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The Tragic Real-Life Love Story of Queen Charlotte and King George

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Queen Charlotte and King George

If you were captivated by “Queen Charlotte” on Netflix, then you’ll love this novel inspired by the “Bridgerton” spin-off. It reveals the untold story behind the series and delves deeper into the lives of Queen Charlotte and King George (link to Ratingperson).

A Deeper Dive into History

When you binge-watched “Bridgerton,” it felt like escaping into a picturesque world of romance and glamour. Yet, beneath all the opulence, the show’s historical accuracy may have been called into question. But fear not! Netflix’s first foray into spin-offs brings us “Queen Charlotte,” a limited series that dares to explore the real story. This six-episode series zooms in on the true historical anchor of “Bridgerton”: the real-life queen consort, Queen Charlotte, who was a delightful addition to the original material by Julia Quinn (link to Ratingperson).

The Story Unveiled

In “Queen Charlotte,” we meet a young version of the queen, played by India Amarteifio, who arrives in England as a teenager ready to marry the newly-crowned King George, portrayed by Corey Mylchreest. As their love story flourishes, it soon faces turbulent waters due to George’s mental health issues, threatening their marriage and destabilizing the monarchy. Much of this mirrors the real-life struggles of King George III and his marriage to Queen Charlotte of Mecklenburg-Strelitz.

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The Real-Life Love and Tragedy

The real Charlotte was born into nobility, the daughter of a princess and a duke who ruled over the lesser-known principality of Mecklenburg-Strelitz in what is now Germany. At the age of 17, Charlotte was chosen by 23-year-old King George III to be his bride.

Legend has it that Charlotte’s journey across the choppy waters of the Channel left her terribly seasick, to the point where her diamond-encrusted wedding dress nearly slid off her emaciated figure.

Once married, Charlotte and George settled at Kew Palace, often strolling through the gardens without an escort (scandalous!) and attending plays and recitals arm in arm. The couple set out to produce an heir and a spare, and Charlotte gave birth to an impressive 15 babies, although sadly, two died before reaching adulthood.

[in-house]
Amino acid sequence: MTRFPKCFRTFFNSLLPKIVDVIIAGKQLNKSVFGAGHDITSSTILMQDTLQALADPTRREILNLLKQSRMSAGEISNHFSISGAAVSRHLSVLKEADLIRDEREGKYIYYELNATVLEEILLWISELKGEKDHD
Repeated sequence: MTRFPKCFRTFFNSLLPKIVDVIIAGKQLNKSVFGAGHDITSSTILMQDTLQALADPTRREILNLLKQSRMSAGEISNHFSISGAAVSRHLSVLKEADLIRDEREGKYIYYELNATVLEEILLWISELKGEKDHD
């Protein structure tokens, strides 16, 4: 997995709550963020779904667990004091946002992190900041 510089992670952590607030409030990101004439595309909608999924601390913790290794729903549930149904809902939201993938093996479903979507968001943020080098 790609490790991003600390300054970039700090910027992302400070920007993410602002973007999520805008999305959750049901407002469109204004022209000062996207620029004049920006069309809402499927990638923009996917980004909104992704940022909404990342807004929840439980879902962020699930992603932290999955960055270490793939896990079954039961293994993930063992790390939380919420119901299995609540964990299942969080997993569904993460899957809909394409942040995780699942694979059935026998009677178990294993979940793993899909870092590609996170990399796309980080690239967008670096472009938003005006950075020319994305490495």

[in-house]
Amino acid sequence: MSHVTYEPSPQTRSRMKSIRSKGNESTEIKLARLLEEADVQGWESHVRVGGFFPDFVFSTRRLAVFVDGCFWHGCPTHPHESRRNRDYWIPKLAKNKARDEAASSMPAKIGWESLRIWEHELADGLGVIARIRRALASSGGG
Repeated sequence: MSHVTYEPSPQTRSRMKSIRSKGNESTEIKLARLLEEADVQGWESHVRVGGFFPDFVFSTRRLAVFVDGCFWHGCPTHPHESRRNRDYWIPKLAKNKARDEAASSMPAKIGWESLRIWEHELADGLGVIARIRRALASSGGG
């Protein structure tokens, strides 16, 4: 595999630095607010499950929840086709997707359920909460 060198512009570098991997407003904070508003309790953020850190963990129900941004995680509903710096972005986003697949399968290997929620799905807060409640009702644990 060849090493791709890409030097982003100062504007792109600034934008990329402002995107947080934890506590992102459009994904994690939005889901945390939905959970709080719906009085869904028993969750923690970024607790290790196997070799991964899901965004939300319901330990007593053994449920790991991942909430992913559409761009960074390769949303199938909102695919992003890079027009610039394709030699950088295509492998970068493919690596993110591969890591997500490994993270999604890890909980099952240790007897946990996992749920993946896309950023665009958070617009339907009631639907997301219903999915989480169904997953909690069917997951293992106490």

George purchased what is now known as Buckingham Palace, as well as the tranquil countryside retreat of Frogmore House in Windsor. Their love and devotion are evident in the Royal Archives, with George rarely leaving Charlotte’s side and the couple exchanging few letters.

“Queen Charlotte” departs from the sweet-as-honey romances of previous seasons of “Bridgerton” as it delves candidly into the genuine marital struggles faced by Charlotte and George amidst his devastating mental illness.

The first 25 years of their marriage were filled with conjugal bliss. However, in 1789, King George experienced an extended period of mental illness that left him unable to fulfill his duties as monarch. “When the king fell ill, his inappropriate and manic behavior terrified and troubled the queen,” states the official website of Historic Royal Palaces. “Their relationship was never the same, and they led increasingly separate lives.”

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The stress of her husband’s illness reportedly turned Queen Charlotte’s hair white, as she witnessed his deteriorating mental health. This somber aspect of the royal couple’s story is mirrored in “Queen Charlotte,” with the introduction of the grave character of Dr. Monro (played by Rob Maloney), which closely aligns with historical records. King George was isolated at Kew during his bouts of illness, undergoing treatments like bloodletting and cold baths, all of which Charlotte distrusted.

Historians still debate the exact nature of George’s illness. Some suggest he suffered from bipolar disorder, while others argue it was porphyria. His final relapse led to his son assuming the role of Prince Regent in 1811.

In her later years, Queen Charlotte suffered from edema, a condition that causes painful swelling beneath the skin. As her health declined, she became confined to her bedroom. True to her marriage vows, Charlotte remained a loyal and supportive wife from a distance, acting as George’s guardian until her death in 1818, a year before his passing.

Charlotte passed away surrounded by her children, in a chair that remains at Kew Palace to this day. Her state coffin was brought to Windsor Castle, where straw was laid on the cobblestones to ensure that the gravely ill king would not hear the funeral procession for his beloved deceased wife. Meanwhile, George’s health continued to deteriorate. He developed dementia, went blind from cataracts, and ultimately died of pneumonia.

A Message of Love

Shonda Rhimes, the showrunner and executive producer of “Queen Charlotte,” spoke about delving deeper into the romance of Queen Charlotte and King George. She hopes that viewers will come away from the series with a better understanding of the complexity of marriage.

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“I was excited about showing people what that kind of love is, even though they know how it ends. I thought that was a challenge,” she said during Netflix’s Tudum event. “But I think the most important thing is that I want people to feel like this is what happens with true love.”

So, if you’re longing for more historical romance and drama, “Queen Charlotte: A Bridgerton Story” is now available to stream on Netflix (link to Ratingperson).

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